In 2006, a judge vacated the conviction of Cy Greene, who had spent more than 22 years in prison for a 1983 murder in Brooklyn. Greene had produced evidence suggesting that prosecutors had hidden information pointing to his innocence.
Wikimedia Commons Former BK DA Charles Hynes
On Thursday, New York state agreed to pay Jabbar Collins $3 million for his 16-year wrongful imprisonment. It was the latest in a string of high-profile, high-priced settlements this year stemming from wrongful convictions in New York city during the crack era. In January, the city agreed to pay David Ranta $6.4 million for 23-year wrongful imprisonment. In June, the city announced a $140 million settlement with the five men wrongfully convicted of raping a woman in Central Park. The Central Park Five each received $1 million for every year behind bars, the highest rate the city had ever paid.
In March, Richard Rosario filed a motion to vacate his murder conviction. The appeal was based on "actual innocence," which essentially means that Rosario sought to prove that new evidence showed that he was innocent beyond a reasonable doubt. Rosario, whose case we detailed in a feature story earlier this month, has claimed that he was in Florida on the day 17-year-old Jorge Collazo was shot and killed in the Bronx in 1996. His motion included testimonies from seven people and newly discovered police documents that supported his alibi.
Courtesy Rosario Family Richard Rosario and his daughter Amanda.
A Bronx Supreme Court judge gave the Bronx District Attorney's Office 90 days to investigate Rosario's claims and determine whether it would defend the conviction. Those 90 days came to an end last week. And at a hearing on Thursday, the D.A.'s office declared that it opposed Rosario's motion and would fight his appeal.More »
For about a decade Michael Bloomberg's administration fought the Central Park Five wrongful imprisonment lawsuits. When Bill de Blasio campaigned to replace Bloomberg as mayor, he vowed to end the fight and reach a "swift settlement" with the men. Then he took office and months went by and there was no settlement.
But then, last week, near the end of de Blasio's sixth month in office, the New York Times broke the news: the five and the city reached a $40 million settlement.
On Thursday, the city's offer became official. City Comptroller Scott Stringer approved the agreement, and the proposal can now go before a judge for a final ruling.More »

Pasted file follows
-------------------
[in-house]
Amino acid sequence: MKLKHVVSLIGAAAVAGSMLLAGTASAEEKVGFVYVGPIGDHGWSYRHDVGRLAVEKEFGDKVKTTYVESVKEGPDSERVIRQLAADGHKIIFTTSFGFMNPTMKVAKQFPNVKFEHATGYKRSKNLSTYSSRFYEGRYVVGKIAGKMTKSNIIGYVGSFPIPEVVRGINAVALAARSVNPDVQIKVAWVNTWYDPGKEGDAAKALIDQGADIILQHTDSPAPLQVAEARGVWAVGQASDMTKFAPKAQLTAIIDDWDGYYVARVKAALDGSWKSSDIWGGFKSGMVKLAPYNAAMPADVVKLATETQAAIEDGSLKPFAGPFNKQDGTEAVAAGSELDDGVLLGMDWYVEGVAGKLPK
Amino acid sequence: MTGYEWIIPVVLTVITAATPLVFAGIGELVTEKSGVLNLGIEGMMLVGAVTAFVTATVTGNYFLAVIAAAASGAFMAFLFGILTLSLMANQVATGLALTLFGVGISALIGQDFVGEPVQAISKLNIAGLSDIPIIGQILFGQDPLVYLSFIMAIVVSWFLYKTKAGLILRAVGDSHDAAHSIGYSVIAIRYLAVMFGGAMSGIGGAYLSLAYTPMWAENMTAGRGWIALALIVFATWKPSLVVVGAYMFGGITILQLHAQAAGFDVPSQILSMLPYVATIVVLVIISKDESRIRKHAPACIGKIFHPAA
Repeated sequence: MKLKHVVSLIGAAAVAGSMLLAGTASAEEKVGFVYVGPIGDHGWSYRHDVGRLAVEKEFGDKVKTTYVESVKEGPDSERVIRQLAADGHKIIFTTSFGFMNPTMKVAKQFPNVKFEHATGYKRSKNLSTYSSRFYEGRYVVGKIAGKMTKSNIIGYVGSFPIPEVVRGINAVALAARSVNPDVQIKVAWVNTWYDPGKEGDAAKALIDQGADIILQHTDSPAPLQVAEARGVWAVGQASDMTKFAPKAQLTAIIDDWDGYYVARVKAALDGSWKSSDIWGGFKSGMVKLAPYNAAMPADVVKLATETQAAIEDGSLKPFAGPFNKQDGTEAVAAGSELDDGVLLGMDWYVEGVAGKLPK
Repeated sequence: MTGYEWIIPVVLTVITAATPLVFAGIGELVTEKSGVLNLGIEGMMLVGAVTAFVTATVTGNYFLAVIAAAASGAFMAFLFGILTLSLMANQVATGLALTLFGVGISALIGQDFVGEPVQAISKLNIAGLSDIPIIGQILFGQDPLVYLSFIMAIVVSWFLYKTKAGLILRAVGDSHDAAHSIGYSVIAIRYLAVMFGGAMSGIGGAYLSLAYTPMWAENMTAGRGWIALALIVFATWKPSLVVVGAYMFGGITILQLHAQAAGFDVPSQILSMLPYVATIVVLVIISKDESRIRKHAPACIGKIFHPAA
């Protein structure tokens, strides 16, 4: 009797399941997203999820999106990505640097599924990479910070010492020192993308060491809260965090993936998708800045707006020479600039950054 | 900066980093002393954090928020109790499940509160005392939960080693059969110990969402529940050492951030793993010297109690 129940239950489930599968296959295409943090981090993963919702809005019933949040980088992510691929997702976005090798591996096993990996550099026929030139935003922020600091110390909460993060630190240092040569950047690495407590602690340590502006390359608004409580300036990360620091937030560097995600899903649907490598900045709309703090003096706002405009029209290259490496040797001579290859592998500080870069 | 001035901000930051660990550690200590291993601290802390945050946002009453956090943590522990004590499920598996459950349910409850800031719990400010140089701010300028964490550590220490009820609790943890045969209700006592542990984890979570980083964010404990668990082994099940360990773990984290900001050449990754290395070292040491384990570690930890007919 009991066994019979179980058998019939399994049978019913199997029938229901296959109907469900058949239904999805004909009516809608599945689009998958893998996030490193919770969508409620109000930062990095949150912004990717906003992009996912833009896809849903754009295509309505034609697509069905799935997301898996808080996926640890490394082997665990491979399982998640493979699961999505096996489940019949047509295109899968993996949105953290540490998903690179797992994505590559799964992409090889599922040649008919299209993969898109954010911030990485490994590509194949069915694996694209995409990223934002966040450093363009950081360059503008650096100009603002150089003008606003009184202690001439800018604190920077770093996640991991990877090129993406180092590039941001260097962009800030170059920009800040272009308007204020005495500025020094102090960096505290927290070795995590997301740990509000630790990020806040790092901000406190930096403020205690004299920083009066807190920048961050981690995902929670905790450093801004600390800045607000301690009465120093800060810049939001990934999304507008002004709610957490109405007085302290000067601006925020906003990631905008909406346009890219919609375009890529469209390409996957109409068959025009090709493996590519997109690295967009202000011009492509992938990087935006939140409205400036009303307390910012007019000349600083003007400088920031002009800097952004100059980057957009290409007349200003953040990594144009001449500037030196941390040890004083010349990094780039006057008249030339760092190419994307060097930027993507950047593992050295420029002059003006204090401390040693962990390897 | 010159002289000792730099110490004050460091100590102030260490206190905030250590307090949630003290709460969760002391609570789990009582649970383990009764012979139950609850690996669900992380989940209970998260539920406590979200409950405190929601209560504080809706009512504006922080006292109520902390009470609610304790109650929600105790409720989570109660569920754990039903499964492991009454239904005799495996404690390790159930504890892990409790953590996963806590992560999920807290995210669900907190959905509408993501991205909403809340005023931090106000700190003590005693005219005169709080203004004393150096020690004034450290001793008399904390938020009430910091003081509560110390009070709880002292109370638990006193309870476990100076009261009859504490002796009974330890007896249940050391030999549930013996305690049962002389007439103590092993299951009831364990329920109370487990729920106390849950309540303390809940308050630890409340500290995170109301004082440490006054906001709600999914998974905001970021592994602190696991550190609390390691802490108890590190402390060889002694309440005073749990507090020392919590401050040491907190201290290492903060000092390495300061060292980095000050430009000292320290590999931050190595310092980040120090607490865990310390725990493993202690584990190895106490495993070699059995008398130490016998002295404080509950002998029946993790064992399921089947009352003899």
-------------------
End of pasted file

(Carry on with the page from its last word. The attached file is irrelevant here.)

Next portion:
On Thursday, the men wrongfully convicted of the 1989 rape and assault of a jogger in Central Park agreed to a $40 million settlement with the city. The amount corresponds to the roughly 40 total years the men, known Collectively as the "Central Park Five," spent in prison after their conviction. Based on this calculation, Karey Wise, who spent 13 years in prison, the most among the five, will receive the most money the city has ever paid for a wrongful conviction.
The crime was high profile, and so were the trial, the eventual exonerations, and the long battle for a monetary settlement.
When the men were arrested, the city's (and the country's) primary criminal justice concern was public safety. It was the tough-on-crime era. As they reached their settlement, the criminal justice headlines are focused on wrongful convictions. It is an era of reconciliation and of learned lessons.
And now the city is trying to figure out how to apply those lessons.More »
The Brooklyn District Attorney's review of 90 questionable convictions, the tarnished reputation of former detective Louis Scarcella, the seven exonerations in Brooklyn in 2014, the renewed focus on police and prosecutiorial misconduct during New York City's crack era--it all started with David Ranta.
The police line-up in which David Ranta was falsely identified as a murderer.
This week's feature story, about the daughter of a prisoner convicted of murder, details the legal case of Richard Rosario. Rosario has claimed that he was in Florida on the day Jorge Collazo was murdered in June 1996.
mikecogh via Compfight cc
He gave his public defender, Joyce Hartsfield, a list of 13 people who could back up his alibi. Hartsfield requested funding to send an investigator to Florida to interview the potential witnesses. The judge, Hartsfield believed, denied the request. As a result, only two witnesses appeared at trial to testify that Rosario had been in Florida. The prosecutor match those alibi witnesses with two eye witnesses, and argued that the alibi witnesses were lying to protect Rosario. The jury agreed.
The judge, however, had actually approved Hartsfield's request. Hartsfield's unfortunate error formed the basis of Rosario's 2004 appeal, citing "inadequate defense representation."More »
Richard Rosario has trouble sleeping the night before his family visits. He usually wakes up at 5 or 6 a.m. Then he sobs. He pictures the end of the visit. He think about the months he'll have to go without seeing them. The closer it gets to their visit, the closer it gets to their departure. He cries until he is ready to get out of bed at around 8.
Courtesy Rosario Family